It's usually a matter of listening to the songs and searching our feelings for what a song associates itself with. There's a theme to our new record where to sought to find a parallel between the political situation in the US and the inevitable imposition of winter, so many of the songs are titled in a way that suggest the reversal of seasons.

- Let's talk about "The Fire in out Throats Will Beckon the Thaw"; this album has received very good responses from the press and the audience in general, what does this album represents to you?

It's the culmination of five years of hard work. I truly feel that everything we've done to this point was a process of finding our musical identity and that the songs that comprise the new record are the first step in our musical adulthood, so to speak. To me the record is about the friendship of the four members of the band finding a new means through which to communicate with one another and the world at large.

- How did you come up with the idea and concept of this album?

We started writing the record as soon as we'd finished recording our first album "Australasia". The writing process was similar to what we'd done in the past; Laurent and I would come up with parts and meet up to play acoustic guitars with each other and flesh out song structures. There were a few songs where we brought only a very few ideas to the full band and worked out songs with everyone present, which was a first for us.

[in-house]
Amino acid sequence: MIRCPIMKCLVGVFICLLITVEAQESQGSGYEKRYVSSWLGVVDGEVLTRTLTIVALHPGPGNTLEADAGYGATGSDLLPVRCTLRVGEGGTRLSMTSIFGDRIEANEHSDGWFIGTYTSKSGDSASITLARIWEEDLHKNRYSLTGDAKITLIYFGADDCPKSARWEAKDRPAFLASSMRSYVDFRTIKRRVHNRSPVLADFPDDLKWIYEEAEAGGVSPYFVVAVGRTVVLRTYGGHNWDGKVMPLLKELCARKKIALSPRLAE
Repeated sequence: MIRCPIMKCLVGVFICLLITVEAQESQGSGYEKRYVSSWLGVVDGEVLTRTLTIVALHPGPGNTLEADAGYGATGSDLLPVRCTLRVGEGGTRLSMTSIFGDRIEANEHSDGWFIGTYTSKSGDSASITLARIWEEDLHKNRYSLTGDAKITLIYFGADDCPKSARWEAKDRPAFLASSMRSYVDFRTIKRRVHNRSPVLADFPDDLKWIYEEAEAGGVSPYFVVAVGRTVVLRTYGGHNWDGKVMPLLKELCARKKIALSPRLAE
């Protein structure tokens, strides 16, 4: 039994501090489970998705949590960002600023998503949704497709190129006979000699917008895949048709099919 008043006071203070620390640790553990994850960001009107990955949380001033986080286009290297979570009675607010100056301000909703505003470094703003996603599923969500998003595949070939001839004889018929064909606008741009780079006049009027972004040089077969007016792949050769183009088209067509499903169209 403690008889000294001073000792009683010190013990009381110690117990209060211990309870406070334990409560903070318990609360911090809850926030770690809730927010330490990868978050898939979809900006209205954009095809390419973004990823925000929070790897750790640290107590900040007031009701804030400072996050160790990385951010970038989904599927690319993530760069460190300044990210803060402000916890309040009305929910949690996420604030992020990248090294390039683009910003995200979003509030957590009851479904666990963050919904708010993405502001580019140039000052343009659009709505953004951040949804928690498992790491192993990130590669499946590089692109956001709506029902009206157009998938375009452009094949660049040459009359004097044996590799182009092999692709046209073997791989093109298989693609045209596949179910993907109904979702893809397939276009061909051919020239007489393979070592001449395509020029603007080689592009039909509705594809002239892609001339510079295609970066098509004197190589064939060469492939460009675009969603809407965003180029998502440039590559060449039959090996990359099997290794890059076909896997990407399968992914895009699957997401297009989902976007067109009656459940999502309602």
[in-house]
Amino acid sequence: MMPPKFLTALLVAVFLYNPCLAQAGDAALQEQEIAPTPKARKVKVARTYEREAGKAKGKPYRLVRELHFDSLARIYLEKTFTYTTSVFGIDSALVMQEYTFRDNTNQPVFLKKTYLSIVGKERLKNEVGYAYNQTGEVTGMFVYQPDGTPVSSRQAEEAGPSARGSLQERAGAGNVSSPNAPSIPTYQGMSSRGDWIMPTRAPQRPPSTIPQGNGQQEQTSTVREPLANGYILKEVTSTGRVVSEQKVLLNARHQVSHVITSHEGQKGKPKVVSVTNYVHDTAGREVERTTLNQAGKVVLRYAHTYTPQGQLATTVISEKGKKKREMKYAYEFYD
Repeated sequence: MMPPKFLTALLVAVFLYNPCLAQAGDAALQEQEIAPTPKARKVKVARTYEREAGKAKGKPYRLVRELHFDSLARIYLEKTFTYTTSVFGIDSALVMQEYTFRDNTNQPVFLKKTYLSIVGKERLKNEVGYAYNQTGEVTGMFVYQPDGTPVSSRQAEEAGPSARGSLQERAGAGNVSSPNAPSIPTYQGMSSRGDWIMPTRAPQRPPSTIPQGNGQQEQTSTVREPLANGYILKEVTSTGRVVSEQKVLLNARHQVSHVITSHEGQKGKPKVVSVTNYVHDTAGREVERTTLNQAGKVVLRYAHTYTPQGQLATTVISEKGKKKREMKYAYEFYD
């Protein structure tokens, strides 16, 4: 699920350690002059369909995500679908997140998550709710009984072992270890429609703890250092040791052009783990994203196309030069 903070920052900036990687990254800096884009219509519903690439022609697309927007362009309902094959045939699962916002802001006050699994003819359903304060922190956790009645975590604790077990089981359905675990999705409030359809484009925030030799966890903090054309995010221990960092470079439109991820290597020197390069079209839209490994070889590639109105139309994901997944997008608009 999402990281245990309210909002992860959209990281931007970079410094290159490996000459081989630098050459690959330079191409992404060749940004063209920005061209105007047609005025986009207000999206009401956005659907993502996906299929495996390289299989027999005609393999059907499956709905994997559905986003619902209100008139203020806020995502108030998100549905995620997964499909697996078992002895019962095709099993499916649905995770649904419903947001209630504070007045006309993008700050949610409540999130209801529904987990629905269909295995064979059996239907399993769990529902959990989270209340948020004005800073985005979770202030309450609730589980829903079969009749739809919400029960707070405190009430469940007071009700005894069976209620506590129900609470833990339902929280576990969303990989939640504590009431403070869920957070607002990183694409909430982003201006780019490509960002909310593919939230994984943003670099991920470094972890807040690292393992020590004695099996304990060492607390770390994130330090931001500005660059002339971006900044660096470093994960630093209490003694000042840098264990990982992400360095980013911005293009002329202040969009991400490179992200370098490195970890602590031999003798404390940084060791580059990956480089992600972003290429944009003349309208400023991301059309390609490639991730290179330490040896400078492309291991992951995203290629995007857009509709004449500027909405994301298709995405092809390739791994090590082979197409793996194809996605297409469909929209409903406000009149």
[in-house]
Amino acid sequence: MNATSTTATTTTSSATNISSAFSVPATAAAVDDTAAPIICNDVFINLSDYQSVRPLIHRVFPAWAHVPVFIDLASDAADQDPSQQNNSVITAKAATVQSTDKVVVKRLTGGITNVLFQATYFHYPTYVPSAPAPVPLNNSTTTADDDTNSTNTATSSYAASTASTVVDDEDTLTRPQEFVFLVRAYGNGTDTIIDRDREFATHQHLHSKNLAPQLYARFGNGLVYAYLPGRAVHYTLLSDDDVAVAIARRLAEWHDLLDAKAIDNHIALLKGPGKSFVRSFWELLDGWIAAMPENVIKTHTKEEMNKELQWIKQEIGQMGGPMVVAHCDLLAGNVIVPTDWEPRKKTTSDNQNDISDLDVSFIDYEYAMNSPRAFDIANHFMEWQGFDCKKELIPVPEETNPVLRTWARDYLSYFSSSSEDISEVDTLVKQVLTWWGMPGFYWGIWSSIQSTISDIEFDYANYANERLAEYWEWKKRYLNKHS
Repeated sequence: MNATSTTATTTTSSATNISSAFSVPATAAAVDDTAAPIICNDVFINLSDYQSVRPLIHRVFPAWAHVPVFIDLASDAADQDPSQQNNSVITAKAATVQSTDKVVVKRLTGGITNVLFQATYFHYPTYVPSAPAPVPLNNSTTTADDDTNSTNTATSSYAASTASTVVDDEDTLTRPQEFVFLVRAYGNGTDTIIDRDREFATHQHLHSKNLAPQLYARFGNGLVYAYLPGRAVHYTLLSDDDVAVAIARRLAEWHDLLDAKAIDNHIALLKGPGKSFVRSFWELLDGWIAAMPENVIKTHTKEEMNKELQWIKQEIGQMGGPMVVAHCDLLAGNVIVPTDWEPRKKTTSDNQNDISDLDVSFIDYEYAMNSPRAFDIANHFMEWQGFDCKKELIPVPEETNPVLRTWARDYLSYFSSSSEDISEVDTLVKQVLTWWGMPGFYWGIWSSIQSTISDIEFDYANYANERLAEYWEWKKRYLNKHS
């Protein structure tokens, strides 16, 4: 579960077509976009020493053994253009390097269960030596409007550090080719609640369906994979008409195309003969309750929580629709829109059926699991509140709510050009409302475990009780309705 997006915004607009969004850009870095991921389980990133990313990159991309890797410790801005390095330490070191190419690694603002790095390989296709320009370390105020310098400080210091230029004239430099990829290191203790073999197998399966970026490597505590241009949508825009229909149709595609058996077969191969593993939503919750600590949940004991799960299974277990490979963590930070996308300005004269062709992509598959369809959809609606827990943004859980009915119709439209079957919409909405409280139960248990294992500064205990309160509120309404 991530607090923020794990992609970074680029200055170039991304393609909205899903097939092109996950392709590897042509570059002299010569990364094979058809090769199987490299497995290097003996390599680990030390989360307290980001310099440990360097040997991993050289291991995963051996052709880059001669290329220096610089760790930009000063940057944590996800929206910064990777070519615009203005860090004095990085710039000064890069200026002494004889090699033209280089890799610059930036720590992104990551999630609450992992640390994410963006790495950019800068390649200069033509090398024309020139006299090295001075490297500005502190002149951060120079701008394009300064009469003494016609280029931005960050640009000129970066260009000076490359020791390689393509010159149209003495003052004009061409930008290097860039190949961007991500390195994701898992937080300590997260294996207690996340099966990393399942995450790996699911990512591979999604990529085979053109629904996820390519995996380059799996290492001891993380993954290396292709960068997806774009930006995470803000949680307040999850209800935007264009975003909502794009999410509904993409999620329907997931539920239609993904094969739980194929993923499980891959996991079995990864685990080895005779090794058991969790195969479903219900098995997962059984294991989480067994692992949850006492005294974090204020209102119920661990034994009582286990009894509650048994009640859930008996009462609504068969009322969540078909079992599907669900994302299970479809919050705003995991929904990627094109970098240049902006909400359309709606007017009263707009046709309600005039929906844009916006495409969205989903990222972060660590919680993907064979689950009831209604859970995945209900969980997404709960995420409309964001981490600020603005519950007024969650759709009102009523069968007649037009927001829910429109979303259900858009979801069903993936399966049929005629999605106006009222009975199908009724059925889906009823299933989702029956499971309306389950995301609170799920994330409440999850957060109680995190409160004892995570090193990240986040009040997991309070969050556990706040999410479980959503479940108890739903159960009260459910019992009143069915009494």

Once the songs were mostly written we started seeking the common threads between them and discussing what was on our minds outside the band that was influencing the writing. I think many of the same things were bothering us: the political situation in the US, the relentless barrage on our mental well-being imposed by Chicago winters, and the monotony of full time jobs.

We knew that our music was an escape from these things and an encouragement to change them, so we chose the theme of reversing the flow of seasons as a symbol of the individual's quest for self-empowerment, which can also extend to the fields of politics or employment or many other things.

- Pelican don't go on tours that much, but which concert do you remember as the best one you've played.

We've begun touring much more frequently with this new album. The band has brought us so many different places and we've experienced so many incredible surprises in the form of playing somewhere we've never been and people there knowing and anticipating our performance. We played a big show in Tokyo with Mono this past summer and were very surprised and delighted how much anticipation there was for us. It was flattering.